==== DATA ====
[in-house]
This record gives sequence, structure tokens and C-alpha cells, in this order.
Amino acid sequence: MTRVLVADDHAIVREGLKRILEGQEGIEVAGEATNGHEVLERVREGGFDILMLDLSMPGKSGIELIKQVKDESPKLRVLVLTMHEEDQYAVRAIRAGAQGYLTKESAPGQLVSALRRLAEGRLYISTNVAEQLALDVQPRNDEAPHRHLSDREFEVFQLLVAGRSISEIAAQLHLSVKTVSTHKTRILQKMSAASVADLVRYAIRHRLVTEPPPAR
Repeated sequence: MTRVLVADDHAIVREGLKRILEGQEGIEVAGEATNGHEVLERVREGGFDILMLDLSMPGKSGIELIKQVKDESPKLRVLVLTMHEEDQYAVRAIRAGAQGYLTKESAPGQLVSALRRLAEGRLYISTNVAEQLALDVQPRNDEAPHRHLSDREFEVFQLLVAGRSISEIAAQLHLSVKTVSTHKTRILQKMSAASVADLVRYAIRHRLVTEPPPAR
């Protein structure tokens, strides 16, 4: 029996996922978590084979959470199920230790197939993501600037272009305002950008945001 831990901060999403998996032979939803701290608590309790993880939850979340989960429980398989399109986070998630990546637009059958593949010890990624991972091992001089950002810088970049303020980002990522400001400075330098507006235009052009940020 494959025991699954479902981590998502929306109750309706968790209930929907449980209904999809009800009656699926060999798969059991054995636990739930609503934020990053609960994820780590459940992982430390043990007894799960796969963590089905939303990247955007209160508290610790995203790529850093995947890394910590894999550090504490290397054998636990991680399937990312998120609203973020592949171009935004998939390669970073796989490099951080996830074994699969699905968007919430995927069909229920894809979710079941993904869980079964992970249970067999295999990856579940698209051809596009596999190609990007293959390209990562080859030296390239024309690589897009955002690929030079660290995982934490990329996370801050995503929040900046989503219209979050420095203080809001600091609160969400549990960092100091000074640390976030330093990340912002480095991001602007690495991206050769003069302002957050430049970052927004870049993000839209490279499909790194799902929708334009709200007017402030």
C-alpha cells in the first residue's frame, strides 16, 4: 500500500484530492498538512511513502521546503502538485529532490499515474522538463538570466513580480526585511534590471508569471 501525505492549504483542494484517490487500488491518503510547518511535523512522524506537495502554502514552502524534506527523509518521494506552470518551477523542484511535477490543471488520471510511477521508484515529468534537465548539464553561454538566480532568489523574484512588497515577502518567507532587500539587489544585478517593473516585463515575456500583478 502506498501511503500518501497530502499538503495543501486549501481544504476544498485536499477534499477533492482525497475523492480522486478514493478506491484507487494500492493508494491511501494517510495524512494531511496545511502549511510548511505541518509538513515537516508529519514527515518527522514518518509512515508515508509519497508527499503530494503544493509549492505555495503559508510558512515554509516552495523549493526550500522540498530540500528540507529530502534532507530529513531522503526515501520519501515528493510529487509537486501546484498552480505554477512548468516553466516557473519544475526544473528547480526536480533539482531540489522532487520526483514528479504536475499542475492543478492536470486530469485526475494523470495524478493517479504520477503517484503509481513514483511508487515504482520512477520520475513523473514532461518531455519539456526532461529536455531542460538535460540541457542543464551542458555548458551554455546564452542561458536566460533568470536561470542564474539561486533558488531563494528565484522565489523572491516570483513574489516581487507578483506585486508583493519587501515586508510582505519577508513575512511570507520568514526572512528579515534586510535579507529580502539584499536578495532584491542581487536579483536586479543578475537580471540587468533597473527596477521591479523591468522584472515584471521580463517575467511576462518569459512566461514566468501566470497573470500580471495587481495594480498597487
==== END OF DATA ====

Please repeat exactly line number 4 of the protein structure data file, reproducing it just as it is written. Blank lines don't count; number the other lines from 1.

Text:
Repeated sequence: MTRVLVADDHAIVREGLKRILEGQEGIEVAGEATNGHEVLERVREGGFDILMLDLSMPGKSGIELIKQVKDESPKLRVLVLTMHEEDQYAVRAIRAGAQGYLTKESAPGQLVSALRRLAEGRLYISTNVAEQLALDVQPRNDEAPHRHLSDREFEVFQLLVAGRSISEIAAQLHLSVKTVSTHKTRILQKMSAASVADLVRYAIRHRLVTEPPPAR